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Review: Cartagra

Developer – Innocent Grey

Translator – Mangagamer

Length – 10-30 Hours

I originally played the sequel to Cartagra, Kara no Shoujo (Review Here), a few years ago now. It was a fairly decent mystery novel with a well-developed setting and interesting characters, so I was keen to see what the series’ original release had to offer. Regrettably Cartagra falls short of my expectations in a number of ways, first and foremost of those being incredibly weak storytelling from a mystery perspective. While the character and concept cameos in its sequels might be fun, I’m not sure I can recommend Cartagra in good conscience for those alone.

Takashiro Shugo is an ex-police officer, having become a sort of detective to pay his bills. His newest case, however, is somewhat odd. He has been tasked to find one Kouzuki Yura at the behest of her father and sister, the latter of which has requested to join his investigation. This job may be complicated by the gruesome serial murders that have been taking place in Tokyo’s Ueno district, as well as the mysterious religious fervour that has begun to grip the populace. Unfortunately both of those obstacles pale in comparison to a third. According to Shugo’s employer, Kouzuki Yura is already dead.



To get it out of the way: Cartagra is one of the least satisfying mystery novels I have ever read and its 2005 release date gives it no excuse. To begin with, the protagonist is an incredibly sorry excuse for a detective, very nearly accomplishing nothing throughout the course of the novel except being captured and killed during its bad endings. Naturally, of course, every heroine and their grandmother still manages to fall for him. I suppose I can’t blame Shugo, though, as deductive reasoning appears to be a foreign concept to the novel. Just about every new revelation is delivered by a side character from out of the blue via information dump, with many of the cases’ details being indecipherable from the clues previously obtained.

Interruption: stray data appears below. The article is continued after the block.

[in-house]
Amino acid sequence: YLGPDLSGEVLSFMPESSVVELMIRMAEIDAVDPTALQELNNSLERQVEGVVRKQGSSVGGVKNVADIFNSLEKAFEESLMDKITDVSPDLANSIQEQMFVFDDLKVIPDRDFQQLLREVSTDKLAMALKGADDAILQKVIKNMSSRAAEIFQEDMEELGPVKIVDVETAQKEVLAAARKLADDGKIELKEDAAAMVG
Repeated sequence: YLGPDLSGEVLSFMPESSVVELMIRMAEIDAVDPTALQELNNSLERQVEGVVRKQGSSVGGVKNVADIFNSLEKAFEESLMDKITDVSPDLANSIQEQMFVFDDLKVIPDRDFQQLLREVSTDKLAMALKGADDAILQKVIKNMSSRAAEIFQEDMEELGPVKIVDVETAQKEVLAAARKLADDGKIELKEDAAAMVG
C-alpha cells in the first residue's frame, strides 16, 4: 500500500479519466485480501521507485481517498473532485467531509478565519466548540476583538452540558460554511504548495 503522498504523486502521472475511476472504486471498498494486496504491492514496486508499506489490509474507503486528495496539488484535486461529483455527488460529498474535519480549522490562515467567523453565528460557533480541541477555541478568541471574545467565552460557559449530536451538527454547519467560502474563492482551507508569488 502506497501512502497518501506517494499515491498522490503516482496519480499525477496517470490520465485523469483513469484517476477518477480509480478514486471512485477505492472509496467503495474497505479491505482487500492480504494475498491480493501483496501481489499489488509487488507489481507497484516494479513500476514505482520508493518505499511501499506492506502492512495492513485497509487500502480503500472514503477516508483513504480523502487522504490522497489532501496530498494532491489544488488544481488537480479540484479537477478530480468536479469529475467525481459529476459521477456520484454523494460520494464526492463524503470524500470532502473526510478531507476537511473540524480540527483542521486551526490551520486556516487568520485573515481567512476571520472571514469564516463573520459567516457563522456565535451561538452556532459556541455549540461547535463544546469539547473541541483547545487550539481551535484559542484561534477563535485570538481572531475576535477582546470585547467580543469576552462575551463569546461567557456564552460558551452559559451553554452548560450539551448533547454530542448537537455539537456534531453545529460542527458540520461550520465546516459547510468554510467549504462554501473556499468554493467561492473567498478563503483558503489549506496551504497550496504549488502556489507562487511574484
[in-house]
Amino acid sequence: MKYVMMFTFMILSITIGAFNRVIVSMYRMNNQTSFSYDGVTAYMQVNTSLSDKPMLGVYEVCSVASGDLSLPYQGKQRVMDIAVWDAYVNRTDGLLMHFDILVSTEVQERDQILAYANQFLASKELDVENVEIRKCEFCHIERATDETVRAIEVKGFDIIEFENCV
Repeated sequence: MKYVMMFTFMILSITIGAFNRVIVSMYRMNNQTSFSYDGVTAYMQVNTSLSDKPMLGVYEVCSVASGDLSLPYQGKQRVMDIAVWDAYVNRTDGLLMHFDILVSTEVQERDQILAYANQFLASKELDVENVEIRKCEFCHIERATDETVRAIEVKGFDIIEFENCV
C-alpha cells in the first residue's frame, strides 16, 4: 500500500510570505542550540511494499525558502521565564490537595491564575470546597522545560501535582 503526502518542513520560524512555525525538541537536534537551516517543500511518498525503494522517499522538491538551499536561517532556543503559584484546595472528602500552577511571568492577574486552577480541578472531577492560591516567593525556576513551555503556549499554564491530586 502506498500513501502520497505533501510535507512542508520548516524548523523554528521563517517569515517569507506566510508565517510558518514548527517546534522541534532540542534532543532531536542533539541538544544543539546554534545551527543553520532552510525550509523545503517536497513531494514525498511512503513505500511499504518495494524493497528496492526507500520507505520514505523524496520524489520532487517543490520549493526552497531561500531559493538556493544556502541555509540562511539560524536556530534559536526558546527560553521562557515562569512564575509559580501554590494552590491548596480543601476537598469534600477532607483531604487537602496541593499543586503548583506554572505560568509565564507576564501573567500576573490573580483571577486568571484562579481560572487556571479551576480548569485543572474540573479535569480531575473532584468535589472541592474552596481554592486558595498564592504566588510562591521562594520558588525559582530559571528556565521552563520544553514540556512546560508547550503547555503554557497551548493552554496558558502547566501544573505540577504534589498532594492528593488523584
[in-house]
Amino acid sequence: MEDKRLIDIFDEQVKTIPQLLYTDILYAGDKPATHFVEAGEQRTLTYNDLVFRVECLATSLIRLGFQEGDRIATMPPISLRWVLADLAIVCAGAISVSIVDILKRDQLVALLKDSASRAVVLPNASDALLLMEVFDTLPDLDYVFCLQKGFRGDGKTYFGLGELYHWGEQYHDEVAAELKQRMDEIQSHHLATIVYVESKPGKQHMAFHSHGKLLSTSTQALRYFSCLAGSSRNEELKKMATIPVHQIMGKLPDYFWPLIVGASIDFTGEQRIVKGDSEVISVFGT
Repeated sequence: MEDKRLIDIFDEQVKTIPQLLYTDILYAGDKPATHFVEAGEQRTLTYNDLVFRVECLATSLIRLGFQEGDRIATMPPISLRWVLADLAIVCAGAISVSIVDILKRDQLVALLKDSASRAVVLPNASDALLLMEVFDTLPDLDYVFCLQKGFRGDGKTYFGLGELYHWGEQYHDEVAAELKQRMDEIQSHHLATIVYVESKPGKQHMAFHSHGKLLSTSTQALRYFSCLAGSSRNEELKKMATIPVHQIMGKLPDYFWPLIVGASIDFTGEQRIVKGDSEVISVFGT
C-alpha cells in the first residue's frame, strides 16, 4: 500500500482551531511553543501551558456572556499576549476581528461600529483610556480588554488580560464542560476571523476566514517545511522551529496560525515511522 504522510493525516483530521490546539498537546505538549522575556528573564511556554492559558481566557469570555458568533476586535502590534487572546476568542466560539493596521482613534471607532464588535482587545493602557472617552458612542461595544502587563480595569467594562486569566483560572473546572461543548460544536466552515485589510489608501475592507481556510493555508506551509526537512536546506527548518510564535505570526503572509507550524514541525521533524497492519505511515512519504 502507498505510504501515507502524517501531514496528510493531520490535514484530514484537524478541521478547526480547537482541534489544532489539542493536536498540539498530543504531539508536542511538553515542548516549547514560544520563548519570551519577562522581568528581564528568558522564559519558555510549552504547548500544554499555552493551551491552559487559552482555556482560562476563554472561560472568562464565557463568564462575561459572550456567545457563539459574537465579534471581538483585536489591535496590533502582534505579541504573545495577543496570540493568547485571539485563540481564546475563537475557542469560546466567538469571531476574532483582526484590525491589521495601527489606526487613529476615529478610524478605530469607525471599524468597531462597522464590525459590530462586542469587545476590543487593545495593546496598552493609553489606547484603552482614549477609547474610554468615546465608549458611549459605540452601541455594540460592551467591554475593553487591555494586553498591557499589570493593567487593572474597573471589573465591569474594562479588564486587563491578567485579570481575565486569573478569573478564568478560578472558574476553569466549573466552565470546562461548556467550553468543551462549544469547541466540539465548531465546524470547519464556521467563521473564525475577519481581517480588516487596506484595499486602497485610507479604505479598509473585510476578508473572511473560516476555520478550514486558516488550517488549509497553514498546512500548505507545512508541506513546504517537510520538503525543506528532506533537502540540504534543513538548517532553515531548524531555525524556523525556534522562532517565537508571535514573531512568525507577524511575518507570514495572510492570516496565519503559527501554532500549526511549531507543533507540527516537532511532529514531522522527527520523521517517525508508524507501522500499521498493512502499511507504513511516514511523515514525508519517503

If I were to step back for a moment and evaluate the course of the story itself, I would be forced to admit that it isn’t terrible. Several twists and turns – that, unfortunately, are relatively easy to see coming – keep the narrative from becoming too stale. However, while there are a number of endings to be found they tend to add very little to the experience other than copious numbers of H-scenes and information that has been repeated in other routes. Some of the characters quite literally exist to show up twice and then participate in sex…I really can’t make that up. What about the characters themselves? While there are a few memorable individuals (who -do- show up in the sequels for short periods of time) the majority of them leave little impression (or, in the case of one of them, are simply annoying).


Cartagra’s art style is much the same as its sequels and does a good job of forcing the reader into the atmosphere of the novel. The backgrounds and characters -feel- like post-WW2 Japan, which does go some way toward mitigating the impact of poor writing. It’s actually been a few weeks since I played the VN as I write this and I can’t remember the BGM track at all, so I can confidently say it didn’t do much to leave a lasting impression. Since this is an official localization I have to say that Mangagamer has done a fine job translating Cartagra; I didn’t run into any typos or unnatural language.

Summary – Even taking Cartagra’s age into account, it’s a disappointment when compared to its sequels and other decent members of the mystery genre. A mixture of an ineffective protagonist and information dumping means that the cases portrayed aren’t particularly fun to follow, though I can’t deny that the concepts behind them are passable. An unfortunately jumbled mix of decent characters and those that are simply there for H-scenes doesn’t do much to redeem the production, and despite several cameo appearances in the sequels I can’t quite bring myself to recommend Cartagra unless you really truly need to know every connecting piece of information between the novels.

Score: 6/10 – Average


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